Where Do I Find Information?
Survey students on where they get their news. Record and project responses on classroom media or share through a collaborative app, such as padlet.com. Compare these survey results to the following chart from the Open Stax textbook. Ask for opinions about the reliability of these sources.
Video Outline: Where Do I Find Information?
- Students respond to the question, “Where do you get your news?”
- Guide illustrates that “Things are not always as they appear…”
- How to separate fact from fiction.
- Consider the source. What’s the angle? What does the news source want you to think?
- Sheer volume of information is disorienting.
- Guidelines for making informed choices.
- Read the ballot on your county website.
- Print the ballot before the election, research the candidates and issues, fill it out at home, and take it with you.
- Online information: Consider the source. Is it accurate?
- Local elections: Follow candidate forums and/or candidate websites.
- Judges: Research American Bar Association ratings and lists compiled by non-partisan organizations such as the Committee for a Qualified Judiciary
- American Government, Chapter 8
8.1 What Is the Media?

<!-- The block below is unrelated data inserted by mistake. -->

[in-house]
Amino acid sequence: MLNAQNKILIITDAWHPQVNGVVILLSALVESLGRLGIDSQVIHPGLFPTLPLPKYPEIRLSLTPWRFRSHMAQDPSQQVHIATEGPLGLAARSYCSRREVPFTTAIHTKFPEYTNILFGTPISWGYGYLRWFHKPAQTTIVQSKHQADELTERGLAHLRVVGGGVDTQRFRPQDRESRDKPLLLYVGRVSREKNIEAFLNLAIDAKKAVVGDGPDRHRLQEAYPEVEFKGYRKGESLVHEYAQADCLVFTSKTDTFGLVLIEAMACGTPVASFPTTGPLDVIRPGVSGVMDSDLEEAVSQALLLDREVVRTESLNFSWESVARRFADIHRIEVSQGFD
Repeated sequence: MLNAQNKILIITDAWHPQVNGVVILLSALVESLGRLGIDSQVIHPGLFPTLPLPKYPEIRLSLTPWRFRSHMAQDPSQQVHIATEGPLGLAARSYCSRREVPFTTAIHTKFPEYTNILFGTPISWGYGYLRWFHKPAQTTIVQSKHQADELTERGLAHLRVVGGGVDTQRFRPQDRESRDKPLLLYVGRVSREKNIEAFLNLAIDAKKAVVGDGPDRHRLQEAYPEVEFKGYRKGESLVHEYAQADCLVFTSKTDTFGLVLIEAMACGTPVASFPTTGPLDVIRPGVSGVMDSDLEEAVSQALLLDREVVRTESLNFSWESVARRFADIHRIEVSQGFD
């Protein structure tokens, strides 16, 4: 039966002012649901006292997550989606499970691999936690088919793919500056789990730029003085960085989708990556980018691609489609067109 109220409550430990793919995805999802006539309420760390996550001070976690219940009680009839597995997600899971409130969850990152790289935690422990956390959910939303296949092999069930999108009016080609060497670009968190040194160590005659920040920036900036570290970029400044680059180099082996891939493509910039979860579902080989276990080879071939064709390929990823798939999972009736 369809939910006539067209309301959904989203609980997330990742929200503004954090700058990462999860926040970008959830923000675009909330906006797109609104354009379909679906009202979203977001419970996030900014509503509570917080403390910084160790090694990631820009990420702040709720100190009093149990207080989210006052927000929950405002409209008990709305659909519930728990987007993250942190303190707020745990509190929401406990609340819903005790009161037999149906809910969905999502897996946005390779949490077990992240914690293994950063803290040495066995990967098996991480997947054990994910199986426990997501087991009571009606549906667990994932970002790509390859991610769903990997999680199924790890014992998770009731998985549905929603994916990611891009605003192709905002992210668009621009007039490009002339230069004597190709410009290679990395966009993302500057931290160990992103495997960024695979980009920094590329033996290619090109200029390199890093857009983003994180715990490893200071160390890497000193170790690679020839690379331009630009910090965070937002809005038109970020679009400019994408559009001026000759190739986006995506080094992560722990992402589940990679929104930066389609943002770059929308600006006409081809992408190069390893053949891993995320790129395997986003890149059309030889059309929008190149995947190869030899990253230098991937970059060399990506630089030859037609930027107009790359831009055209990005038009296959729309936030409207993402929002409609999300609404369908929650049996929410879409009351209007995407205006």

8.2 The Evolution of the Media
8.3 Regulating the Media
8.4 The Impact of the Media
- Separating Fact and Fiction: Examining the Credibility of Information on the Internet.
Instructor may choose to select additional websites from the Media Literacy section of Resources for further information and examples.
Instructor selects one or more activities from the following:
Activity – Webquest
Research and evaluate sources of election information.
Students individually locate one credible source and one biased or fake source of information about the political process (voting, campaigns, election results, etc.). In a short essay, students evaluate the source and list the criteria used to determine the validity of the information. Students present their findings in a one-minute presentation to the class.
Activity – Group Discussion
Research roles and responsibilities in dealing with fake news.
Consider the power of social media to distribute news to the electorate. How are tech companies, e.g., Facebook, Google, etc. dealing with fake news sites? What are their roles and responsibilities? Should tech companies decide what is and is not legitimate news? How do they maintain an open forum if they decide what is legitimate news? Should the federal government play a role in monitoring fake news? What is YOUR responsibility in controlling fake news? What concerns are raised when someone or an organization decides what is/is not legitimate news?
Activity – Team Project
Students create a 30 second “commercial” either advocating or opposing the most recent redistricting maps in Texas. Teams attempt to persuade the audience by including at least one element of fake news. Teams compete to identify the fake news element(s). Refer students to The Texas Tribune website https://www.texastribune.org/topics/redistricting/ as a starting point for current information.